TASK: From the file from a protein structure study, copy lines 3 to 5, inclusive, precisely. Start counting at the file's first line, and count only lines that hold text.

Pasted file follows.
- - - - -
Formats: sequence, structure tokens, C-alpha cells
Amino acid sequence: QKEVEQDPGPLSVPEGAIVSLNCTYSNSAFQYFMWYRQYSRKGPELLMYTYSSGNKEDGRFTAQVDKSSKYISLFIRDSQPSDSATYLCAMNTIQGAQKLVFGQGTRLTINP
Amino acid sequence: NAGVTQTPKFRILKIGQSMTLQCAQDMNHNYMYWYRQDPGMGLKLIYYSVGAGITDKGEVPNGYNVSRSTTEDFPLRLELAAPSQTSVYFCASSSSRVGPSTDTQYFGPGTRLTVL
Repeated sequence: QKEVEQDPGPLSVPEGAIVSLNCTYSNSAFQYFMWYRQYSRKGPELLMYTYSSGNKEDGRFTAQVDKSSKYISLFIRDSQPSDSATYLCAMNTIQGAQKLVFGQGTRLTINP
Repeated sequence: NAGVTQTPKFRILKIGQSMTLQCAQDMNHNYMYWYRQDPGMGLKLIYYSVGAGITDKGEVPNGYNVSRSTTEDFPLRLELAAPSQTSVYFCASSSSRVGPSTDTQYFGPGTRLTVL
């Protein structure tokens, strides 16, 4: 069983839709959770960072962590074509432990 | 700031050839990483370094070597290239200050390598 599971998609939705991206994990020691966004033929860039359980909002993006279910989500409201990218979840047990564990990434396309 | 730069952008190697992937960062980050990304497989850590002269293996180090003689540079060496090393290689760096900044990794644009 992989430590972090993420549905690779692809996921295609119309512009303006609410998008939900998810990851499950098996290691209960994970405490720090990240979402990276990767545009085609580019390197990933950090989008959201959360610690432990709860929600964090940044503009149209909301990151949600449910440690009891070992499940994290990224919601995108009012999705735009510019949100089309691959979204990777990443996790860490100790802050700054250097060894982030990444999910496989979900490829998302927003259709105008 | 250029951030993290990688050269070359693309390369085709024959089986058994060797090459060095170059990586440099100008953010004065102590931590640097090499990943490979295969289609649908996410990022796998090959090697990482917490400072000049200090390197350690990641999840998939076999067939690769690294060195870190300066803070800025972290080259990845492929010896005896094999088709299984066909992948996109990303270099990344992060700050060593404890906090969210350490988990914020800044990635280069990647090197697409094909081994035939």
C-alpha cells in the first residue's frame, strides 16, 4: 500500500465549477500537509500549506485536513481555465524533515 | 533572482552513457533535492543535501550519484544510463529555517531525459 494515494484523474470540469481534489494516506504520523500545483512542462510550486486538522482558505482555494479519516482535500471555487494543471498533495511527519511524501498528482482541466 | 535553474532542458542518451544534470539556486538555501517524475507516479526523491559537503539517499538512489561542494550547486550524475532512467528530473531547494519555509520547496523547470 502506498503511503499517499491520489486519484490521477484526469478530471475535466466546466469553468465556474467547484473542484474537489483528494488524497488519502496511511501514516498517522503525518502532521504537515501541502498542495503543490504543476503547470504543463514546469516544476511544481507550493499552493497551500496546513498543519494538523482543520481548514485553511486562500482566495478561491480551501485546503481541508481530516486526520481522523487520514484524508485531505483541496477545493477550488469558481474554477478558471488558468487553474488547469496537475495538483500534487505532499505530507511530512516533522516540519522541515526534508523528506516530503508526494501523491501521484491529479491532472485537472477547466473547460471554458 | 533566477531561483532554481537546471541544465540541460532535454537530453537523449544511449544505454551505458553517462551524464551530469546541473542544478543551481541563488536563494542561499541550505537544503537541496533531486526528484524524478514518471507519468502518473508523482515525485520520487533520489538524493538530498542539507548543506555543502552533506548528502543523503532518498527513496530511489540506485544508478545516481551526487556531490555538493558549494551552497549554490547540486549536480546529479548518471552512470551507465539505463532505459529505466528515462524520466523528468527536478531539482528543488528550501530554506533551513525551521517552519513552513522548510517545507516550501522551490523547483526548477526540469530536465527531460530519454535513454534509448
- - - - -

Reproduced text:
Amino acid sequence: NAGVTQTPKFRILKIGQSMTLQCAQDMNHNYMYWYRQDPGMGLKLIYYSVGAGITDKGEVPNGYNVSRSTTEDFPLRLELAAPSQTSVYFCASSSSRVGPSTDTQYFGPGTRLTVL
Repeated sequence: QKEVEQDPGPLSVPEGAIVSLNCTYSNSAFQYFMWYRQYSRKGPELLMYTYSSGNKEDGRFTAQVDKSSKYISLFIRDSQPSDSATYLCAMNTIQGAQKLVFGQGTRLTINP
Repeated sequence: NAGVTQTPKFRILKIGQSMTLQCAQDMNHNYMYWYRQDPGMGLKLIYYSVGAGITDKGEVPNGYNVSRSTTEDFPLRLELAAPSQTSVYFCASSSSRVGPSTDTQYFGPGTRLTVL